Salt Lake City is one of the most naturally gorgeous cities in the US. Surrounded by dramatic mountain ranges and cavernous canyons, it’s the perfect destination for anyone with an outdoorsy side. With 10,000 foot peaks within 20 minutes of the city and protected nature reserves within 300 yards of the Capitol building, Salt Lake City is the ultimate hiking destination.

Where to begin? Strap on your hiking boots and hit these inspiring trails—and you can start hiking straight from downtown!

1.) Ensign Peak Trail

Lee Prince / Shutterstock

Lee Prince / Shutterstock

Roughly one mile north of Utah’s Capitol building, you can follow the Ensign Peak Trail. The one-mile round trip hike can take about an hour, making for a nice hike for beginners or for those who are short on time.

The trail leads to Ensign Peak, a small but prominent mountain peak at the north end of the Salt Lake Valley. It’s also got some historical value, as Brigham Young and seven other pioneer leaders scaled the mountain on their second day in the Salt Lake Valley. Cool!

Suitable for all ages and skill levels, the Ensign Peak Trail features great views of both Great Salt Lake City and the Salt Lake Valley. Try to go around sunset, when all of Salt Lake glows under the orange and pink sun.

2.) The Living Room Trail

"Wild Flower Hunt 2015" by tdlucas5000 is licensed under CC 2.0.

Wild Flower Hunt 2015” by tdlucas5000 is licensed under CC 2.0.

Also located near Salt Lake City, the 2.7 mile long Living Room Trail is one of the city’s most unique hikes. At around the 1.3-mile marker, you can kick your feet up on rocks that look like benches and coffee tables, hence the trail’s name. This is Salt Lake City’s living room—literally! Also, keep an eye out for the wildflowers that line the trail. You could have a bouquet for your own living room by the time you’re finished!

A round trip hike on the Living Room Trail can take about two hours, and the trail is only open from March until mid-November. Because of its high elevation, this trail can be a tad challenging, despite its short length, so make sure you’re well rested and bring plenty of water!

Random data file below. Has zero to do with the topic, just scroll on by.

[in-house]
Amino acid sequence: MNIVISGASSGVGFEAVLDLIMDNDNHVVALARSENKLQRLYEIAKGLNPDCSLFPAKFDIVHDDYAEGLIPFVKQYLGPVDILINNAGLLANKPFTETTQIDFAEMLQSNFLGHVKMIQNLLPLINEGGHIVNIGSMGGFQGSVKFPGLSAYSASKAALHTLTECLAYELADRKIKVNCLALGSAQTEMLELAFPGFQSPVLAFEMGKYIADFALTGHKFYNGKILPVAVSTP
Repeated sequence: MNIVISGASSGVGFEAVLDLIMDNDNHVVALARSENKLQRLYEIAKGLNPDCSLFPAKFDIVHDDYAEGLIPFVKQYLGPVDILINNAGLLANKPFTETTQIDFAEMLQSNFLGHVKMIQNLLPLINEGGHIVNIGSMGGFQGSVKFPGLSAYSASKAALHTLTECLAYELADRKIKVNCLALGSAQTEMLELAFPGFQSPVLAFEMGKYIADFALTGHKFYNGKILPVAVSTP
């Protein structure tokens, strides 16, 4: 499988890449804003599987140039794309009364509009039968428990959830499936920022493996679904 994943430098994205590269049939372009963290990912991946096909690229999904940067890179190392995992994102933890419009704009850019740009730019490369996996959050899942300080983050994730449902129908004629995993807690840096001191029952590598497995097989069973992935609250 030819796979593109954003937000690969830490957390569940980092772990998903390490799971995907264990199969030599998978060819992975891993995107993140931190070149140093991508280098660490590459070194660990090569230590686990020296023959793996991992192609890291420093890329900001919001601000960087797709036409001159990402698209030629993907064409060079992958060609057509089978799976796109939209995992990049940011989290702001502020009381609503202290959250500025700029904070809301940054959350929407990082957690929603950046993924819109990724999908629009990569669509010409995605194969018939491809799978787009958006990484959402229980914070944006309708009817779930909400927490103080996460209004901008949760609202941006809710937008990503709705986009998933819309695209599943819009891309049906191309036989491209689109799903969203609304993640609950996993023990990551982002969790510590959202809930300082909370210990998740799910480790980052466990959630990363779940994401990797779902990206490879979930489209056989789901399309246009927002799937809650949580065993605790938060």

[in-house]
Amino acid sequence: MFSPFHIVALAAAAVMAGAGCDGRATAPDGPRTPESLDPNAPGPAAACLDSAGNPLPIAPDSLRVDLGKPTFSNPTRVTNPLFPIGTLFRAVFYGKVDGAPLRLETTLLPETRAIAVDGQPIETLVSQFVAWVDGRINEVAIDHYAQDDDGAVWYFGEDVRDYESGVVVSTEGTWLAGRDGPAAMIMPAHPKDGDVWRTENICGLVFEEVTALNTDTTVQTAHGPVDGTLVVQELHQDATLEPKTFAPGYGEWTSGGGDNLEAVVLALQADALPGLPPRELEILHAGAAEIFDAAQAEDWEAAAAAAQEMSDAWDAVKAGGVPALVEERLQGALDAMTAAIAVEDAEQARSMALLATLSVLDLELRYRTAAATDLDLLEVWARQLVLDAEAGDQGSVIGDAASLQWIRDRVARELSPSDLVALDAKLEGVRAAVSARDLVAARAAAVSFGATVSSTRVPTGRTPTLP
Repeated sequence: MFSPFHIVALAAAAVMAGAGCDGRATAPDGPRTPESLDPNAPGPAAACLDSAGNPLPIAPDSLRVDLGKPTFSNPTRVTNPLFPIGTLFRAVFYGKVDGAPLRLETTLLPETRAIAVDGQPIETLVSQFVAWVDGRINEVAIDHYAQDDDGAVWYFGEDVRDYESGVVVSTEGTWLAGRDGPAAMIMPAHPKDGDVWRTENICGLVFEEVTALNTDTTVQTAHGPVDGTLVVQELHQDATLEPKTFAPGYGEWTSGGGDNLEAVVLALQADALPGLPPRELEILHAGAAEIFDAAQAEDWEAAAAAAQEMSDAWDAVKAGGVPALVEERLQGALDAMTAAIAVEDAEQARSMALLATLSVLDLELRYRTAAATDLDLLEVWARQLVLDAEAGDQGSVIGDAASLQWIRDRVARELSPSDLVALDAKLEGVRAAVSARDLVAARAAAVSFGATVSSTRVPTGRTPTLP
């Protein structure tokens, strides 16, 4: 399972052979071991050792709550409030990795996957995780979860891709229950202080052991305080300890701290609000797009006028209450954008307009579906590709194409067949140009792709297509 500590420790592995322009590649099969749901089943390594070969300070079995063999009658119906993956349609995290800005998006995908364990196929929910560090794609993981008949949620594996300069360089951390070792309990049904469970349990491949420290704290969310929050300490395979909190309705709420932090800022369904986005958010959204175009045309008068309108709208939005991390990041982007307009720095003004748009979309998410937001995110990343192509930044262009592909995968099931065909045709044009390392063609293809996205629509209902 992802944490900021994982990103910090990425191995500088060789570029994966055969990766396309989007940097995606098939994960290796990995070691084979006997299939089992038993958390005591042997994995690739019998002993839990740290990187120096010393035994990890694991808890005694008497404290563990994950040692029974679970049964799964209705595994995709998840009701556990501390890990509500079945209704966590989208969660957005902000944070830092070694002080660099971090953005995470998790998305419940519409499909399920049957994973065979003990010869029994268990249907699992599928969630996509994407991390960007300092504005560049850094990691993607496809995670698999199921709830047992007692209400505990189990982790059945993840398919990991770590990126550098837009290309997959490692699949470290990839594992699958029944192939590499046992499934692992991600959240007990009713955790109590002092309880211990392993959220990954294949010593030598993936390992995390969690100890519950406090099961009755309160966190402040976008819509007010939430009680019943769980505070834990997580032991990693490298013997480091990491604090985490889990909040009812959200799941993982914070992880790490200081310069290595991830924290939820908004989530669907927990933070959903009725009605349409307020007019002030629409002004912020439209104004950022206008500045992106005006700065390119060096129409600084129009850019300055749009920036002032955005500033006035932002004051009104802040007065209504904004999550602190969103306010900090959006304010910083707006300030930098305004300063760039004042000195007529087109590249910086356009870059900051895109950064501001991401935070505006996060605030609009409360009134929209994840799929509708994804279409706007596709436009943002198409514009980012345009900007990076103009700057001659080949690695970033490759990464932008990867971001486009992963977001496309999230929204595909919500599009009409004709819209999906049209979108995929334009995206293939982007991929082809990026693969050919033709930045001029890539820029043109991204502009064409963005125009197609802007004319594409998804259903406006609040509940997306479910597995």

3.) City Creek Canyon / Shutterstock / Shutterstock

If you’re bringing the whole family, City Creek Canyon might be the trail for you. Suitable for all skill levels, the trail’s directly accessible from downtown—so it’s super convenient for those of you with little ones in tow. Roughly 6 miles long, this trail runs alongside a river and is great for bird watching or sneaking a peak at some of the best views of the Capitol building.

City Creek Canyon trail can fill up with bicyclists, walkers, hikers, and runners, especially during the summer months, so if you don’t like crowds, try to visit off-peak. The hike is part of the larger Bonneville Shoreline Trail, one of the most expansive recreational trails in the state. Cool!

4.) Little Black Mountain Trail

Randy Judkins / Shutterstock

Randy Judkins / Shutterstock

Location, location, location! Little Black Mountain Trail sits less than 5 minutes from Salt Lake City, making it one of the easiest paths to reach right from downtown. Once you’re done with city sightseeing, throw on your hiking boots and hit this super convenient trail!

Within minutes, you’ll be surrounded by wildflowers, alpine meadows and views across the Salt Lake Valley. With a steep elevation gain, this trail is a bit strenuous, despite it being just over 4 miles long. But we’re sure your sore feet and aching thighs will be worth it when you see the view of Great Salt Lake and the downtown area!

Have you ever gone hiking in Salt Lake City? What are your favorite trails? Let us know in the comments!


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About The Author

Suzy Guese

Suzy Guese is a travel writer from Denver, Colorado. She caught the travel bug after taking her very first flight at just three months old—she was headed for Disney World—and has been a total travel junkie ever since. From family car trips across North America to stints abroad in Europe, Suzy travels the globe with her redheaded temperament in search of sarcasm, stories, and travel tips to share with anyone willing to listen. She blogs about her travels at